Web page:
• Nov 15th 2007 at 9:29AM
  • 7

Click the Cayenne Hybrid for a high-res gallery

Joining in on the hybrid party, Porsche had the North American debut of the "upcoming" Cayenne hybrid at the LA Auto Show. Porsche has developed their hybrid system to be adaptable to a variety of platforms including the four-door Panamera that debuts in 2009. While the Cayenne uses nickel metal hydride battery like other current hybrids, Porsche is making some pretty fantastic claims about the capability of their system. The Cayenne hybrid can reportedly zip around at speeds of up to 75 mph on battery power alone. Although they would not say what the capacity of the battery is, it doesn't seem to be any larger than the one used in other vehicles of this type. It is unlikely the Cayenne can get up to 75 mph from a standstill on the battery. Instead it can probably shut off the engine at speed and "coast" on battery power for several miles maintaining speed. Porsche also wouldn't say specifically when the hybrid will launch, other than "by the end of the decade". Whether that means the end of 2009 or 2010 is also unclear. Porsche is targeting 26 mpg (US) on the EU combined cycle.

[Source: Porsche]

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    • 1 Second Ago
      • 7 Years Ago
      You need roughly 75 horsepower to cruise at 75mph in an SUV with the aerodynamics of a brick. Getting up to that speed on battery power alone wouldn't be the issue, as long as you accept modest acceleration at the higher speeds. All-electric range will likely be extremely modest at that speed.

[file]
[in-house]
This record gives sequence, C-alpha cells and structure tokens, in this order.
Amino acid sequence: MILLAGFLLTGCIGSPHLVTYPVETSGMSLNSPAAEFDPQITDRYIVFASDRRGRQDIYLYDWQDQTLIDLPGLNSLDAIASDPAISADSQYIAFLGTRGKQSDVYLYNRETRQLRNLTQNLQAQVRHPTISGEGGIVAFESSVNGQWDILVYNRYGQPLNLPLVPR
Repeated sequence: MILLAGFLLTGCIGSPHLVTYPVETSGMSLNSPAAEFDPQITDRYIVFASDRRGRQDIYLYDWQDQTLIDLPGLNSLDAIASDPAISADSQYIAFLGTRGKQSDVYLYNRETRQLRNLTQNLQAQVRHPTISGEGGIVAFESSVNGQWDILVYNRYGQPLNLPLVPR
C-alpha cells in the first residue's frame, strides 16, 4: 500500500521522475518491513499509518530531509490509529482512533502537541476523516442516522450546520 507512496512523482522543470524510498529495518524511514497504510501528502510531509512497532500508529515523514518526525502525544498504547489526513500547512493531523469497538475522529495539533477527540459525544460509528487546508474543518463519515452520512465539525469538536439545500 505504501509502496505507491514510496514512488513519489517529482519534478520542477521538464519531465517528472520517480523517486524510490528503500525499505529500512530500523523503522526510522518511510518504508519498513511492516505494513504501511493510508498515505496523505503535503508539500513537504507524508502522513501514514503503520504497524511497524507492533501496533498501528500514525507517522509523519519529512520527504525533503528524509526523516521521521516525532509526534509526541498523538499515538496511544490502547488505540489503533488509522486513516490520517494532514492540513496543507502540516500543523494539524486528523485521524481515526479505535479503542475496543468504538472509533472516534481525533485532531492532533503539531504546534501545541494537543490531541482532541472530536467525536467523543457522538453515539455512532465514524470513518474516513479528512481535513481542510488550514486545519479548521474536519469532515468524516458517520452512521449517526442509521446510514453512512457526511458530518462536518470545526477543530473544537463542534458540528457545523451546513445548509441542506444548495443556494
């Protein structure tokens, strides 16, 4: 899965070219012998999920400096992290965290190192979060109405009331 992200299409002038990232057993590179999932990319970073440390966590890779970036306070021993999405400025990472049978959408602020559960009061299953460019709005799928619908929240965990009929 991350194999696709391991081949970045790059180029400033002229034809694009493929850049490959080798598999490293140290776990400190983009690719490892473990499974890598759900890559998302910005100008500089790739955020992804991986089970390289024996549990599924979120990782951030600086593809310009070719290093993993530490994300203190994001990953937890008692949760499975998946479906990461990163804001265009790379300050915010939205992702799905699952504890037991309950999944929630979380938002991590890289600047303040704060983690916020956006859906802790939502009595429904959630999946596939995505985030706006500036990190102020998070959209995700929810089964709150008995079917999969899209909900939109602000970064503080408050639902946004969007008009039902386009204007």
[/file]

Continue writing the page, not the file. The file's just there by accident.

The point here is that Porsche is tuning its hybrid system for higher power rather than all-electric range or fuel economy. Honda already tried this with its Accord Hybrid and discovered that US customers strongly associate "hybrid" with "fuel economy", so sales were disappointing. Porsche customers are in a different league, but at just 26mpg they will get very little green cred for having bought a hybrid.

      What the Cayenne needs is a six-cylinder diesel with dual chargers: one advanced supercharger (e.g. Integral Powertrain Supergen) for immediate throttle response plus a largish turbo for high power. VW uses a similar approach in its 1.4L TSI inline four gasoline engine. BMW uses sequential turbos on its newest 3L straight six diesel.
      • 7 Years Ago
      For what it's worth, the 2008 Cayenne has a coefficient of .35.
      • 7 Years Ago
      For the record the EV1 did 183mph on battery power although it was governor limited to 80mph.
      • 7 Years Ago
      BMW had an all electric car doing 80+ in the late 1980s so I don't see the big hoopla over this.
      • 7 Years Ago
      We need doors to this car in Ghana.
      Fender and headlights are also needed very urgently in my country.
      • 7 Years Ago
      I doubt Porsche buyers care much about green cred. I think they will care about getting V-8 performance with V-6 MPG. Porsche has stated they would not add diesels to their cars, this could change obviously. If they do decide to go the diesel route they have plenty of options, they effectively control the VW group. Not sure how their CAFE average will change when they do take over VW outright. If Porsche's average rolls up into the larger corporation they may be even less inclined to go with diesels.
      • 7 Years Ago
      Running that speed is no big deal for many electric cars, but running that fast on electricity only is extremely rare for hybrids.

      To do that implies a powerful, thus large, battery pack. Hmm, could they be planning a suprise PHEV announcement?
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